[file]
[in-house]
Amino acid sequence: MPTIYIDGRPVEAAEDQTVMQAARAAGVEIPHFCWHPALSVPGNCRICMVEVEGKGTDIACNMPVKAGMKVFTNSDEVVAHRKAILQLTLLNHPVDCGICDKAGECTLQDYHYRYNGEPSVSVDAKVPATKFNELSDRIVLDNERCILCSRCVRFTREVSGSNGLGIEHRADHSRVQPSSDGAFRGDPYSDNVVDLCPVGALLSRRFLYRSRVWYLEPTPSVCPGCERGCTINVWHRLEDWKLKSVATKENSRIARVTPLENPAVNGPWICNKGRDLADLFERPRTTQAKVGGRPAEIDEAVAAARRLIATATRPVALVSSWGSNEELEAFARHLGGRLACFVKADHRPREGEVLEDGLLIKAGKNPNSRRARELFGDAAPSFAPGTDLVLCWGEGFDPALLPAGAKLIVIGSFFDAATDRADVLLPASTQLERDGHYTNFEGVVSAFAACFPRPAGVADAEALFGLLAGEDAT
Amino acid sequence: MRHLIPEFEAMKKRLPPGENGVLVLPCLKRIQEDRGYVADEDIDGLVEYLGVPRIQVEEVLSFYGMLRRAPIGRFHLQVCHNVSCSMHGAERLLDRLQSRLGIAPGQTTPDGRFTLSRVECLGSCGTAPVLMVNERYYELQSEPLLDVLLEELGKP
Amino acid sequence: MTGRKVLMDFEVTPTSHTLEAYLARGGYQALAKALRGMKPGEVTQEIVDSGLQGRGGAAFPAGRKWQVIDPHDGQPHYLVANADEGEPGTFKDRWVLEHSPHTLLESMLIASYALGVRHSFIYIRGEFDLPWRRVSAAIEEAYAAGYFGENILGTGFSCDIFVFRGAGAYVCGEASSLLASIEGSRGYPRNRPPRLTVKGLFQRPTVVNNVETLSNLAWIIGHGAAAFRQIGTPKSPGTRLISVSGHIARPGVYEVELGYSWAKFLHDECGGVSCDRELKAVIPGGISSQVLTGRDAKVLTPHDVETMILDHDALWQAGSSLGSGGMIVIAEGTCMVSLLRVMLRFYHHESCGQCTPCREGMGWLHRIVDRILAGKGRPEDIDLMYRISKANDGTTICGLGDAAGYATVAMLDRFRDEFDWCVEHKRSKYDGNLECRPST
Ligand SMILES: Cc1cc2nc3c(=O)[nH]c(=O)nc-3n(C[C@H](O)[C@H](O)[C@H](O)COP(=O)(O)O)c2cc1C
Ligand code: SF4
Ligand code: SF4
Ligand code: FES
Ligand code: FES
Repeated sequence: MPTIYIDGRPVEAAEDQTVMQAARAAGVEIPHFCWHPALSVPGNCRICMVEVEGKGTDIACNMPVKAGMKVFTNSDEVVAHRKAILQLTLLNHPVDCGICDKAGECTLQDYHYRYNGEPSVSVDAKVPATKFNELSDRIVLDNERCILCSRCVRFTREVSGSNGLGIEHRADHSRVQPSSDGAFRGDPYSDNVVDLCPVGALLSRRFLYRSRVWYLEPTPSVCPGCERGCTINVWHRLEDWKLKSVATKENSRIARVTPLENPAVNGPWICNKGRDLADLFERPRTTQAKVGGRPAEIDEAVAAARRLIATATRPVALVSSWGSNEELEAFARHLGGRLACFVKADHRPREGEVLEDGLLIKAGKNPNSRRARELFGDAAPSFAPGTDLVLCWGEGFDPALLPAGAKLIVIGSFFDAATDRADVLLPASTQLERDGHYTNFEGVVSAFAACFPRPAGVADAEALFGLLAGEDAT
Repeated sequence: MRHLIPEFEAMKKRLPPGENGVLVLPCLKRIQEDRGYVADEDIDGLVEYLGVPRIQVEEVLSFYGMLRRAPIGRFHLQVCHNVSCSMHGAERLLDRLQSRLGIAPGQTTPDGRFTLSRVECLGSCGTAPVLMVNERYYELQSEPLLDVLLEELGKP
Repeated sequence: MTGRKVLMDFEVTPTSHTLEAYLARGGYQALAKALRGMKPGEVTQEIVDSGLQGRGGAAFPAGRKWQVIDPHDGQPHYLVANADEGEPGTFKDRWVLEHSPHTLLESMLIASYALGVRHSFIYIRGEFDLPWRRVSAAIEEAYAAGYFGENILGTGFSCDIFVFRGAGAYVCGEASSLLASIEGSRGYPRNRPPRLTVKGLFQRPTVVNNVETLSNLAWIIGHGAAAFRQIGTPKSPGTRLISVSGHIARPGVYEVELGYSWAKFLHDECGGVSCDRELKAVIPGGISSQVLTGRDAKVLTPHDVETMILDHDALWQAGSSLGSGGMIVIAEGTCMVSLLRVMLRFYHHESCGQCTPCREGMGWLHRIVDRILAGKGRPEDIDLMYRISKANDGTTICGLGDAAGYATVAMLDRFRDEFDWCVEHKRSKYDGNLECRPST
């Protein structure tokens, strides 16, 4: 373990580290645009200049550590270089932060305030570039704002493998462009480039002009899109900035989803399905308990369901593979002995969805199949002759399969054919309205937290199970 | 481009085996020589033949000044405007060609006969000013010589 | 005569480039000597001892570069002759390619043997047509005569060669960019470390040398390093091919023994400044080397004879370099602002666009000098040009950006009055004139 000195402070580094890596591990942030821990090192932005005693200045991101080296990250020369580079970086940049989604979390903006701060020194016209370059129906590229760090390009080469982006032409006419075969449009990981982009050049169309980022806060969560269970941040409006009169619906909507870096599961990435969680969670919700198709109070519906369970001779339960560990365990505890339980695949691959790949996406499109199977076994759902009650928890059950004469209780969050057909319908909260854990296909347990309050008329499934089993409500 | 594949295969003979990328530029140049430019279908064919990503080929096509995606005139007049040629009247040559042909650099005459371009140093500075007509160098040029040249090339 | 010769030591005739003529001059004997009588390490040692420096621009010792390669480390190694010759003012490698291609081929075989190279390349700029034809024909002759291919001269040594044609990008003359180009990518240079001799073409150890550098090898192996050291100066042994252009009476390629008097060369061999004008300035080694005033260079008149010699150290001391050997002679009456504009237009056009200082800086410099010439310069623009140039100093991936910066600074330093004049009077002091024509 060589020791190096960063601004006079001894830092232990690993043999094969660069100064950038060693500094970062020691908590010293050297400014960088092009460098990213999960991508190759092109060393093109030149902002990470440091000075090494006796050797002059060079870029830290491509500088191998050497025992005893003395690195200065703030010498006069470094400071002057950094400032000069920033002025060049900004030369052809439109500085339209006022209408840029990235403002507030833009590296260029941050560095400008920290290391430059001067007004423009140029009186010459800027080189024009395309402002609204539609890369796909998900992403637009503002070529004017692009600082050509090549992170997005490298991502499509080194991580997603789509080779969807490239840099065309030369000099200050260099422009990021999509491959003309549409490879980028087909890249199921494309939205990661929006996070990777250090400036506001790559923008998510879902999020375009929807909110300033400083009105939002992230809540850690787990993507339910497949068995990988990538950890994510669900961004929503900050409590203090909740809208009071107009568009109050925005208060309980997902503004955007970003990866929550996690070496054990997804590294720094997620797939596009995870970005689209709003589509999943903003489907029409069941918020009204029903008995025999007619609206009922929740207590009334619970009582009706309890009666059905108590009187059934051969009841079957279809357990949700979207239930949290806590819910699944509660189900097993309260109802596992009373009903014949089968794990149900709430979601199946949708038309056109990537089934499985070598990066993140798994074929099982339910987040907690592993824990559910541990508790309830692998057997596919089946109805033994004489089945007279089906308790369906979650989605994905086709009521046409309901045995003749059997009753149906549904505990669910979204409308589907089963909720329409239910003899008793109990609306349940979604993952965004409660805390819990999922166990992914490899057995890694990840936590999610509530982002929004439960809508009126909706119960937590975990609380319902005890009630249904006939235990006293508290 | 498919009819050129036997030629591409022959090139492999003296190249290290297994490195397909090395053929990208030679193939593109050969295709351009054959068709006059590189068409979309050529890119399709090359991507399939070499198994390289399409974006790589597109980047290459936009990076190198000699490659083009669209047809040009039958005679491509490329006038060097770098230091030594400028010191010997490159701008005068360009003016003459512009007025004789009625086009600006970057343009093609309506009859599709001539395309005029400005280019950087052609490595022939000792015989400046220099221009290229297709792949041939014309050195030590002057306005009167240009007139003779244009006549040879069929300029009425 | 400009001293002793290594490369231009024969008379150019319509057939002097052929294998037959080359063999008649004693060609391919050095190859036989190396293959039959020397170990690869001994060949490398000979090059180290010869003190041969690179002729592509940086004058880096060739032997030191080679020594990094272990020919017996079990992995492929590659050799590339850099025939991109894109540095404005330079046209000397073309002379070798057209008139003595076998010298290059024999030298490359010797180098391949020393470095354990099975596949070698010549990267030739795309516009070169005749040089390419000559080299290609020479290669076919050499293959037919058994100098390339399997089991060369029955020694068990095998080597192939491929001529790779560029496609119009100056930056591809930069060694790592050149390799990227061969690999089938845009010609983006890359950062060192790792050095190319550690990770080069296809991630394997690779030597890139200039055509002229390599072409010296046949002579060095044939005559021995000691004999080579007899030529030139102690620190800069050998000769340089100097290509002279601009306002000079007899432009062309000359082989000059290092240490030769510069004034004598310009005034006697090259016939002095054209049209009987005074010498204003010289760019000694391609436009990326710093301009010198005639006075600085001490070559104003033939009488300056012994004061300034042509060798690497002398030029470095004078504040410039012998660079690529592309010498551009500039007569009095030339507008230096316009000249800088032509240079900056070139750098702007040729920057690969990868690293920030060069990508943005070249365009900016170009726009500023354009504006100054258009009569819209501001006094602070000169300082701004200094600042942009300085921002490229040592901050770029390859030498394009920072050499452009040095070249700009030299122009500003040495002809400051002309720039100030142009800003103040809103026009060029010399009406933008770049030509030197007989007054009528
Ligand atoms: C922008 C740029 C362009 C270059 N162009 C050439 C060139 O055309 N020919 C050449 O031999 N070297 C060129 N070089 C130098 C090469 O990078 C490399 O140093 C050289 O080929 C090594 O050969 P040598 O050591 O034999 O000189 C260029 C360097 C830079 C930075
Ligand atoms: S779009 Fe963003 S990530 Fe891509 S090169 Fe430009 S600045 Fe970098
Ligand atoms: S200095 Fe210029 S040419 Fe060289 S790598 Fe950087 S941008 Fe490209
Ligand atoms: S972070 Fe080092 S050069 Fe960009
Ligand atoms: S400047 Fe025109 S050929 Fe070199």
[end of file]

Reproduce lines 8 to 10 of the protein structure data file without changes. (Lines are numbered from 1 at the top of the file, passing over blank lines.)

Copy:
Ligand code: FES
Ligand code: FES
Repeated sequence: MPTIYIDGRPVEAAEDQTVMQAARAAGVEIPHFCWHPALSVPGNCRICMVEVEGKGTDIACNMPVKAGMKVFTNSDEVVAHRKAILQLTLLNHPVDCGICDKAGECTLQDYHYRYNGEPSVSVDAKVPATKFNELSDRIVLDNERCILCSRCVRFTREVSGSNGLGIEHRADHSRVQPSSDGAFRGDPYSDNVVDLCPVGALLSRRFLYRSRVWYLEPTPSVCPGCERGCTINVWHRLEDWKLKSVATKENSRIARVTPLENPAVNGPWICNKGRDLADLFERPRTTQAKVGGRPAEIDEAVAAARRLIATATRPVALVSSWGSNEELEAFARHLGGRLACFVKADHRPREGEVLEDGLLIKAGKNPNSRRARELFGDAAPSFAPGTDLVLCWGEGFDPALLPAGAKLIVIGSFFDAATDRADVLLPASTQLERDGHYTNFEGVVSAFAACFPRPAGVADAEALFGLLAGEDAT